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Kolkheti National Park

Kolkheti National Park is a national park located in the historical region of Colchis in western Georgia. It lies on a coastal plain on the Black Sea, between the mouths of the Tikori and Supsa and spanning the districts of Zugdidi, Khobi, Lanchkhuti, Senaki and Abasha. The park was established during 1998 and 1999 as part of Georgia’s Integrated Coastal Management Project, which was backed financially by the World Bank (WB) and the Global Environmental Facility (GEF). Kolkheti National Park covers an area of 28,940 hectares, incorporating the land of the former 500-hectare Kolkheti State Nature Reserve, which had been established in 1947, and its surrounding wetlands, including the Paleastomi Lake
 
Kolkheti National Park was once part of the tropical and partly subtropical zone of the Tertiary period that stretched over the continent of Eurasia. Around 2000 BC, the first Georgian state, Kolkheti, better known as "Colchis," was created here and was the place in which the first Georgian coinage, “Kolkhuri Tetri,” was minted. Colchis features in Greek mythology as the rim of the world, and has been mentioned in historical chronicles across western Asia and eastern Europe since ancient times. Colchis appears in the myth of Jason and the Argonauts and his pursuit of the Golden Fleece. Colchis was also the land where the mythological Prometheus was punished by being chained to a mountain while an eagle ate at his liver for revealing the secret of fire to humanity. Amazons also were said to be of Scythian origin from Colchis. The main mythical characters from Colchis are Aeëtes, Eidyia, Pasiphaë, Circe, Medea, Chalciope and Absyrtus.
 
The advanced economy and favorable geographical and natural conditions of the area attracted the Milesian Greeks who colonized the Colchian coast, establishing trading posts in the area at Phasis, Gyenos, and Sukhumi in the 6th-5th centuries BC. These sites lay just outside the lands conquered by Alexander the Great in the 4th century BC. After the demise of the Persian Empire, a significant part of Colchis became known locally as Egrisi and was annexed to the recently created Kingdom of Iberia (Kartli) in c. 302 BC. This region retained a degree of independence until conquered in c. 101 BC by Mithridates VI of Pontus.
 
The region became inhabited by a number of related but distinct tribes whose settlements lay chiefly along the shore of the Black Sea. Numbered amongst these were the Machelones, Heniochi, Zydretae, Apsilae, Lazi, Chalybes, Tabal, Tibareni, Mossynoeci, Macrones, Mushki and Marres.
 
During the rule of the Roman Empire, the Romans established major fortresses along the sea coast, but they found it increasingly difficult to maintain order. The lowlands and coastal area of what forms the marine area of the park today were frequently raided by the fierce mountainous tribes, with the Soani and Heniochi being the most powerful of them. In 69 AD, the people of Pontus and Colchis under Anicetus staged a major uprising against the Romans, who had grown increasingly weak during this time.[6] By the 130s, the kingdoms of Machelones, Heniochi, Egrisi, Apsilia, Abasgia, and Sanigia had occupied the area from south to north. Goths, dwelling in the Crimea and looking for a new home, raided Colchis in 253, but they were repulsed with the help of the Roman garrison of Pitsunda. By the 3rd-4th centuries, most of the local kingdoms and principalities had been subjugated by the Lazic kings, and thereafter the country was generally referred to as Lazica (Egrisi).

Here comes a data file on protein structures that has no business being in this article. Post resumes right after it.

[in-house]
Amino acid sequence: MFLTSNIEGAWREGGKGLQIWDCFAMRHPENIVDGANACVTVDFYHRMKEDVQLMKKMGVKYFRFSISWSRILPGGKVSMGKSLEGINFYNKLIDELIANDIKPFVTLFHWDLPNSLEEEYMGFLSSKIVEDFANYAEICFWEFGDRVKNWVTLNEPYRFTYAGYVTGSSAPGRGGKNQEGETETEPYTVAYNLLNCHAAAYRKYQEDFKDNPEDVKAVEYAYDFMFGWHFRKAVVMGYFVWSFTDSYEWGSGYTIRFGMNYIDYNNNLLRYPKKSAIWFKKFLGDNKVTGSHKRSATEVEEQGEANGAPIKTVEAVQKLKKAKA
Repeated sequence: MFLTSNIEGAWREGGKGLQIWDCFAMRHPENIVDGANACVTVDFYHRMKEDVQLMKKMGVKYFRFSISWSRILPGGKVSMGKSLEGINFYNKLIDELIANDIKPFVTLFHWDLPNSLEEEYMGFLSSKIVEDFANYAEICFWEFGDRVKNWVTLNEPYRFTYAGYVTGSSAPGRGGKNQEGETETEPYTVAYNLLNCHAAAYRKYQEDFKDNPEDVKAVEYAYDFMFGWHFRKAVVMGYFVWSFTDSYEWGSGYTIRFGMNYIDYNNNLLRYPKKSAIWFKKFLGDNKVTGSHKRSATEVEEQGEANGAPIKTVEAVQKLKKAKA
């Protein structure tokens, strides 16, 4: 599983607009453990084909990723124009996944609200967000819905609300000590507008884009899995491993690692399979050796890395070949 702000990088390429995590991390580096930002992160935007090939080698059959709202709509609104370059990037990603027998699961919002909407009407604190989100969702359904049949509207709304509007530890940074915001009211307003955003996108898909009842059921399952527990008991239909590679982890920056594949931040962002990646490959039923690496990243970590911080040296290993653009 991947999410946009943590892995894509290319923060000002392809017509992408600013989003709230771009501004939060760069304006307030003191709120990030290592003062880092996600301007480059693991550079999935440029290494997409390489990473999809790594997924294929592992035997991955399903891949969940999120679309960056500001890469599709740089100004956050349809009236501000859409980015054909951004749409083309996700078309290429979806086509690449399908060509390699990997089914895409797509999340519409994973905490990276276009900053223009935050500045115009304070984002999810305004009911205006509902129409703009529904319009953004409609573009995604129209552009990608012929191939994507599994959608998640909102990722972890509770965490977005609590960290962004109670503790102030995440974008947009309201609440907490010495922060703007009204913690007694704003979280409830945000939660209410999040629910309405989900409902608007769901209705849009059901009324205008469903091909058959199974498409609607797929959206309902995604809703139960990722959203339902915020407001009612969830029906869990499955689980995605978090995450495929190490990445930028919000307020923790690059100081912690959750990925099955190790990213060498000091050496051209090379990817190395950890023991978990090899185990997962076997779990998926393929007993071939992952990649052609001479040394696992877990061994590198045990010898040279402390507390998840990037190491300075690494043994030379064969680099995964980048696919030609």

Modern history and developments[edit]
In modern times, large-scale drainage undertaken by the Soviet authorities, especially in the 1920s to develop the economy, had a devastating impact on the wetland ecosystem and in 1947 led to a small 500-hectare reserve being established, called the Kolkheti State Nature Reserve.[7] However, given that the surrounding wetlands contained much rich biogeographical and paleogeographical information of high importance to scientists and to Georgian national heritage, the area was granted RAMSAR status in 1996.[1] This led to the Kolkheti National Park being formally established as a national park between 1998 and 1999, financially supported by the World Bank and the Global Environmental Facility.[8]
 
However, shortly after the park was established, construction began in 1999 on the privately funded Kulevi Oil Terminal within the park with the aim of creating 16 tanks with a capacity of 22,000 cubic meters each, serviced by a railway that would transport up to 35 million tons of oil through the National Park.[9] Once completed, the 100,000-ton to 150,000-ton tankers would transport the oil through the reserve out of the Black Sea. Dredging of an access channel through the marine reserve had begun, ignoring the environment agreements made by the Georgian government, the World Bank and conservationists.[9] Local and international NGOs petitioned against the oil terminal and Green Alternative, a Georgian NGO, were particularly active in the protests but without initial success.[9] In the end, the construction of the Kulevi Terminal was abandoned in late 2002, reportedly because of financial reasons, but the marine area of the Kolkheti National Park still clashes with land permitted to oil and gas companies for oil exploitation, conflicting with the official designated protected area
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